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hostname(1) [ultrix man page]

hostname(1)						      General Commands Manual						       hostname(1)

Name
       hostname - print system name

Syntax
       hostname [nameofhost]

Description
       The  command  prints  the name of the current host, as given before the ``login'' prompt.  The super-user can set the hostname by giving an
       argument; this is usually done in the startup script

See Also
       gethostname(2), sethostname(2)

																       hostname(1)

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hostname(1)						      General Commands Manual						       hostname(1)

NAME
hostname - set or display name of current host system SYNOPSIS
[name_of_host] DESCRIPTION
The command displays the name of the current host, as given in the system call (see gethostname(2)). Users who have appropriate privileges can set the hostname by giving the argument name_of_host; this is usually done in the startup script The name_of_host argument is restricted to characters as defined in The system might be known by other names if networking products are supported. See the node manager documentation supplied with your sys- tem. WARNINGS
If the name_of_host argument is specified, the resulting host name change lasts only until the system is rebooted. To change the host name permanently, run the special initialization script (see Many types of networking services are supported on HP-UX, each of which uses a separately assigned system name and naming convention. To ensure predictable system behavior, it is essential that system names (also called host names or node names) be assigned in such a manner that they do not create conflicts when the various networking facilities interact with each other. The system does not rely on a single system name in a specific location, partly because different services use dissimilar name formats as explained below. The and commands assign system names as follows: +--------------+---------------+----------------+---------------------------+ |Node Name | Command | name Format | Used By | +--------------+---------------+----------------+---------------------------+ |Internet name | hostname name | sys[.x.y.z...] | ARPA and NFS Services | |UUCP name | uname -S name | sys | uucp and related programs | +--------------+--------------+---------------+-----------------------+--|Node-+-Name-------|Command-------+ |name Format |Used By | +--------------+--------------+---------------+-----------------------+ |Internet name |hostname name |sys[.x.y.z...] |ARPA and NFS Ser- vices | |UUCP name |uname -S name |sys |uucp, related programs | +--------------+--------------+---------------+-------- --------------+ where sys represents the assigned system name. It is recommended that sys be identical for all commands and locations and that the optional follow the specified notation for the particular ARPA/NFS environment. Internet names are also frequently called host names or domain names (which are different from NFS domain names). Refer to hostname(5) for more information about Internet naming conventions. Whenever the system name is changed in any file or by the use of any of the above commands, it should also be changed in all other loca- tions as well. Other files or commands in addition to those above (such as if used to circumvent for example) may contain or alter system names. To ensure correct operation, they should also use the same system name. System names are normally assigned by the script at start-up, and should not be altered elsewhere. Setting a hostname of more than 64 bytes is possible only with the appropriate configuration options enabled. It is strongly recommended that all related documentation be completely understood before setting a larger hostname. A hostname larger than 64 bytes can cause anoma- lous or incorrect behavior in applications which use the command or the system function to access the name. AUTHOR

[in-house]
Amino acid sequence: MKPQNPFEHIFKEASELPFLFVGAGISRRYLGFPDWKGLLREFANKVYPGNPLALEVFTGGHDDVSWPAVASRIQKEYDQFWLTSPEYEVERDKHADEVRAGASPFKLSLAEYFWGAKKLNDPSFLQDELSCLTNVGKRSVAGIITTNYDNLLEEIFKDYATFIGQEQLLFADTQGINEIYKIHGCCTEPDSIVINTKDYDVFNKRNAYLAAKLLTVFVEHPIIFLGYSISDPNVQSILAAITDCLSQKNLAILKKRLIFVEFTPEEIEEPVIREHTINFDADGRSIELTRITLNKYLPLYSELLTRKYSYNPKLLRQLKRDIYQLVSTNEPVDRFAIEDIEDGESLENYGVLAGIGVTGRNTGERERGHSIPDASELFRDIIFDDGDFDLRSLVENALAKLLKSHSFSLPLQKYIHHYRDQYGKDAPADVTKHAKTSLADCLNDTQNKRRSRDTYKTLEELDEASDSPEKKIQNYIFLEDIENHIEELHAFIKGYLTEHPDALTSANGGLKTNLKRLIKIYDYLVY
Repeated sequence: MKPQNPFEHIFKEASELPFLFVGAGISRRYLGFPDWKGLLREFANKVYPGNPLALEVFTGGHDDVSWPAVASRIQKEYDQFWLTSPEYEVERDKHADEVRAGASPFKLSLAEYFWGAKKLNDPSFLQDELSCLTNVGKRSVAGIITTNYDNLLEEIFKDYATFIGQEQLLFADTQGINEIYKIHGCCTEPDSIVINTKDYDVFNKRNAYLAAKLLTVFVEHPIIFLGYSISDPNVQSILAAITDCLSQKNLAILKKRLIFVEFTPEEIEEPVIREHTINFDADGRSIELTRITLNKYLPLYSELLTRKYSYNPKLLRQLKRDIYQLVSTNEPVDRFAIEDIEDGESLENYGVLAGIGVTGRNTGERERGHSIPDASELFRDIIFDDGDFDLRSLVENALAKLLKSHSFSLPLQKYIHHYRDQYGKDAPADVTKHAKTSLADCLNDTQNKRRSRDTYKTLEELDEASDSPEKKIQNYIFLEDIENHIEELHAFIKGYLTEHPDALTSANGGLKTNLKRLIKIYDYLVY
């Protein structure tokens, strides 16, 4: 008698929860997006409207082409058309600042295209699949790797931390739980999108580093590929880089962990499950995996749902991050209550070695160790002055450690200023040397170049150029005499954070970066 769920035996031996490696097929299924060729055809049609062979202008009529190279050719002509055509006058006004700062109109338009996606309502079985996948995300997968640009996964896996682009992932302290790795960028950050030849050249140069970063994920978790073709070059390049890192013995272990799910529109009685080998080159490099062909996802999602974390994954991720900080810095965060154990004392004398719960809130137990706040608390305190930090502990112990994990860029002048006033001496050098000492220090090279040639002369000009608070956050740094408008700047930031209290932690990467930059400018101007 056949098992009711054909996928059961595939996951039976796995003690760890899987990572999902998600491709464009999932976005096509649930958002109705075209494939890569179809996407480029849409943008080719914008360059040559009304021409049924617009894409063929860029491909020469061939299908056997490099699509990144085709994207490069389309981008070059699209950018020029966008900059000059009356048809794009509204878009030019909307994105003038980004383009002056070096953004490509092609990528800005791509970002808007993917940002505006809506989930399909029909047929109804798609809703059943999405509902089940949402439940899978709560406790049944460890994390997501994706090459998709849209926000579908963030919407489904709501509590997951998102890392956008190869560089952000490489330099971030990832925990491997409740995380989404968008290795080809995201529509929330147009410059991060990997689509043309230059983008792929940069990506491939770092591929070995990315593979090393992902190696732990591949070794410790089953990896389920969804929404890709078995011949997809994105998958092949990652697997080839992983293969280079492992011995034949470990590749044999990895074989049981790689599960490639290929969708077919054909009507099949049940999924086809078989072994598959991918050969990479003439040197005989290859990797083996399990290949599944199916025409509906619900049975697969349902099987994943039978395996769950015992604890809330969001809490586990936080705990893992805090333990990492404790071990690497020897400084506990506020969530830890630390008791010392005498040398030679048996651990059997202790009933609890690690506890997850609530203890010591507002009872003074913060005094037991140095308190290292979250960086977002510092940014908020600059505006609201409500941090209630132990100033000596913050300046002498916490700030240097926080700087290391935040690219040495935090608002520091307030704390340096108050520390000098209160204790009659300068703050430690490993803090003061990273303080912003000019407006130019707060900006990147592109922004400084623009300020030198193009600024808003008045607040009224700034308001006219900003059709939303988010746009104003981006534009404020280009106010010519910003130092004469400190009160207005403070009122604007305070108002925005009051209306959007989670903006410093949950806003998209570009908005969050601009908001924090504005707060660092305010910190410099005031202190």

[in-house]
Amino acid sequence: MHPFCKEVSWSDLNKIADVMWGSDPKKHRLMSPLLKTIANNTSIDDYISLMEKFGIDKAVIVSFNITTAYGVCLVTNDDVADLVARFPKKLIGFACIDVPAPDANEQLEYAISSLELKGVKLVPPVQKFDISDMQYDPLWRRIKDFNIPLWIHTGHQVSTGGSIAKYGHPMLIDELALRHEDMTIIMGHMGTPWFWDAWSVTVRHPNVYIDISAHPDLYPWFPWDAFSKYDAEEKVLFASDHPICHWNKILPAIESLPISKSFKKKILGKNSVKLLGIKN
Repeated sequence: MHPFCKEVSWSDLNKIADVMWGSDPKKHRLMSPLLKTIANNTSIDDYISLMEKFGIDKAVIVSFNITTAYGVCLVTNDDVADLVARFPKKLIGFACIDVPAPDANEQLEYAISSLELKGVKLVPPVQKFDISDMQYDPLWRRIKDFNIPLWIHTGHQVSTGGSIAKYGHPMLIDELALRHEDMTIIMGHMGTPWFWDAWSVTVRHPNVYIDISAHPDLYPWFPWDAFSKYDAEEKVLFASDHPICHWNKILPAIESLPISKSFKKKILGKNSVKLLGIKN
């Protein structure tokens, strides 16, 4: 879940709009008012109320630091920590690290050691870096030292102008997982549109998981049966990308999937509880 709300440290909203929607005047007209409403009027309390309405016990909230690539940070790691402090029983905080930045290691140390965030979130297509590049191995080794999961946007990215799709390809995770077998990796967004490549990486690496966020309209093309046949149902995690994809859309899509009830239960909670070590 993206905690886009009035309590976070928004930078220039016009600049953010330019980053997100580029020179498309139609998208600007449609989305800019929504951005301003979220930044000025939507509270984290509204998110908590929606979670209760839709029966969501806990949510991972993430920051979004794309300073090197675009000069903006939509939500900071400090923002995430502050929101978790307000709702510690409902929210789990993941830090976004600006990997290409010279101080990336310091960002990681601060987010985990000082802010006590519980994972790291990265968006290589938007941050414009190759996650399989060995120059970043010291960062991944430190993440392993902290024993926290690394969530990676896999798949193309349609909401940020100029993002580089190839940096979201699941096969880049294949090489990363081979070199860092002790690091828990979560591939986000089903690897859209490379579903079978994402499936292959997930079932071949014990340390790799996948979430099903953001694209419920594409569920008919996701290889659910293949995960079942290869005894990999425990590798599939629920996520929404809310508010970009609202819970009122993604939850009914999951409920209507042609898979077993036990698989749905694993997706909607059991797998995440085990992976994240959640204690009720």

was developed by the University of California, Berkeley. SEE ALSO
uname(1), gethostname(2), sethostname(2), uname(2), hostname(5), nodehostnamesize(5). hostname(1)

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